THE BBC is set to air three lengthy Prince Philip programmes in 24 hours – despite the record number of complaints received over their coverage of his death.
The Beeb tore up its usual schedule after news of the Duke of Edinburgh’s death broke shortly after noon last Friday – and have received over 100,000 complaints over their wall-to-wall coverage.
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Now, the BBC is to mark the funeral of the Duke of Edinburgh with a series of special programmes.
Huw Edwards will lead the broadcaster's coverage of the funeral in three programmes broadcast from Windsor across Friday and Saturday.
After the announcement of his death on Friday, the BBC’s telly and radio channels laid on a string of special programmes chronicling Philip’s life.
But many viewers were left fuming after their favourite shows – including the MasterChef final – were ditched so special tribute programmes could be laid on.
The coverage has become the most complained about television event in British history.
A total of 109,741 complaints were made to the BBC over their coverage of the Duke's death.
The previous record was the BBC's screening of Jerry Springer: The Musical which sparked 63,000 complaints in 2005.
So many angry telly fans contacted to moan about the constant coverage that the BBC put a special form on their website to make it easier to process the gripes.
The form is only used when the Corporation deals with a large number of complaints.
However, the BBC then removed an online form it created to handle complaints -because of the relentless number of criticisms.
The corporation told The Sun Online that the form was a "temporary" measure which is standard practice when dealing with "a volume of complaints."
This comes as viewers bashed the broadcaster for its blanket coverage which saw multiple channels screening the same programme.
Former government minister Chris Mullins called the "North Korea-style" coverage a "big mistake" while others branded it "hysterical."
Meanwhile, BBC Two's viewing figures reportedly plunged by 64 per cent compared to the week before, following their coverage of the Duke.
BBC One's numbers also suffered, falling by six per cent from 2.56m last Friday to 2.41m on Friday evening, reports say.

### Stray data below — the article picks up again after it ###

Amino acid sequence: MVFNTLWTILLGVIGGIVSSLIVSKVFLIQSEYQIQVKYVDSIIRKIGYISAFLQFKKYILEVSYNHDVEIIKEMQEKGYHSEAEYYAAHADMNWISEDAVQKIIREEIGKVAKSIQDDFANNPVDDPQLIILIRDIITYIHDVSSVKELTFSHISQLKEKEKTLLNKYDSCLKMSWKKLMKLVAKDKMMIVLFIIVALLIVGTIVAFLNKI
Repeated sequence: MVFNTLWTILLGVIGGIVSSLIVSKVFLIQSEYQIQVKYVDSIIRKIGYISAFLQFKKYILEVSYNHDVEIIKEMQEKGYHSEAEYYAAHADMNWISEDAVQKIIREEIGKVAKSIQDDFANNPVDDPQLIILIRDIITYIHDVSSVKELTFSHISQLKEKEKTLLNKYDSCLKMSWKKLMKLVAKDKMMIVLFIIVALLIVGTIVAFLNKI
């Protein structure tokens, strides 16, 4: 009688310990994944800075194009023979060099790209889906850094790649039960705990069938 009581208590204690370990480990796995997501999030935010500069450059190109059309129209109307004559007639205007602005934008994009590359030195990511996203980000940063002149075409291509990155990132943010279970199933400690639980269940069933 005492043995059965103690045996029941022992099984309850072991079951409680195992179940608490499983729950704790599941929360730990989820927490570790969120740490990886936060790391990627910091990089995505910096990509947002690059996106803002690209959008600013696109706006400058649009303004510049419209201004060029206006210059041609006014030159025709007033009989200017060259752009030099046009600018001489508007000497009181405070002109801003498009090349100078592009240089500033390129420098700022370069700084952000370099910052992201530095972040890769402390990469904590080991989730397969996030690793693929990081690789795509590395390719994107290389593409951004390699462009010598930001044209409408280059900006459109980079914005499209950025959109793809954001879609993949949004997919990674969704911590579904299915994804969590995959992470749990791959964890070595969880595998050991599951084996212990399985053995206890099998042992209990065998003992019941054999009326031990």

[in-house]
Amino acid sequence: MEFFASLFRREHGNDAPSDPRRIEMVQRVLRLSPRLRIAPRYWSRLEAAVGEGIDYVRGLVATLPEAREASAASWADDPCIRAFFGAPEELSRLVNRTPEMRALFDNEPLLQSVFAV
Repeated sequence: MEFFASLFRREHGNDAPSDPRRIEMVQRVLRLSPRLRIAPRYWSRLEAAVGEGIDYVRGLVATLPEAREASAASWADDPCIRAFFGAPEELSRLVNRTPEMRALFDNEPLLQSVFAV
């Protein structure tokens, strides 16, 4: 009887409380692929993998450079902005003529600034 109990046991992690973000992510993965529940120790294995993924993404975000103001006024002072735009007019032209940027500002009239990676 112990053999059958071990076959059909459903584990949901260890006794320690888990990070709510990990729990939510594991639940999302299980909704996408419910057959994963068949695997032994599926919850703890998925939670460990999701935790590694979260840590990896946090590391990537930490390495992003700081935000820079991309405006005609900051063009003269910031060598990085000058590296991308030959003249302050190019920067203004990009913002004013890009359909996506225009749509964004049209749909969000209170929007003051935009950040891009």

BBC One, BBC Two, BBC Scotland, BBC News, and BBC Alba were all broadcasting identical feeds with a number of scheduled programmes pulled.
Last Saturday, the Beeb again made changes, with BBC One featuring a BBC News special on Philip from 10am until 2pm.
In the complaints tab of its website, the Beeb said: 'We're receiving complaints about too much TV coverage of the death of HRH Prince Philip, Duke of Edinburgh."
Among those to complain on Twitter was former BBC newsreader Simon McCoy who is set to join new channel GB News after quitting the corporation last month.
He wrote: "BBC1 and BBC2 showing the same thing.
"And presumably the News Channel too. Why? I know this is a huge event. But surely the public deserve a choice of programming?"
Yet, others rushed to the BBC's defence.
One user shared praise for the broadcaster, saying: "Have to give credit to the BBC for their coverage of Prince Philip.
"They’ve finally managed to capture the mood of the country."
Both the BBC and ITV interrupted programming on Friday to announce the passing of the Duke – who died just two months short of his 100th birthday.
The rolling coverage meant the hotly anticipated MasterChef final, which was due to air on BBC One, was not shown.
BBC radio stations also immediately interrupted broadcasts with the news of his death.
The Beeb said on Friday: “With the sad news that HRH Prince Philip has died, there is now special coverage across all BBC networks to mark his life of extraordinary public service and planned scheduling has been suspended.”
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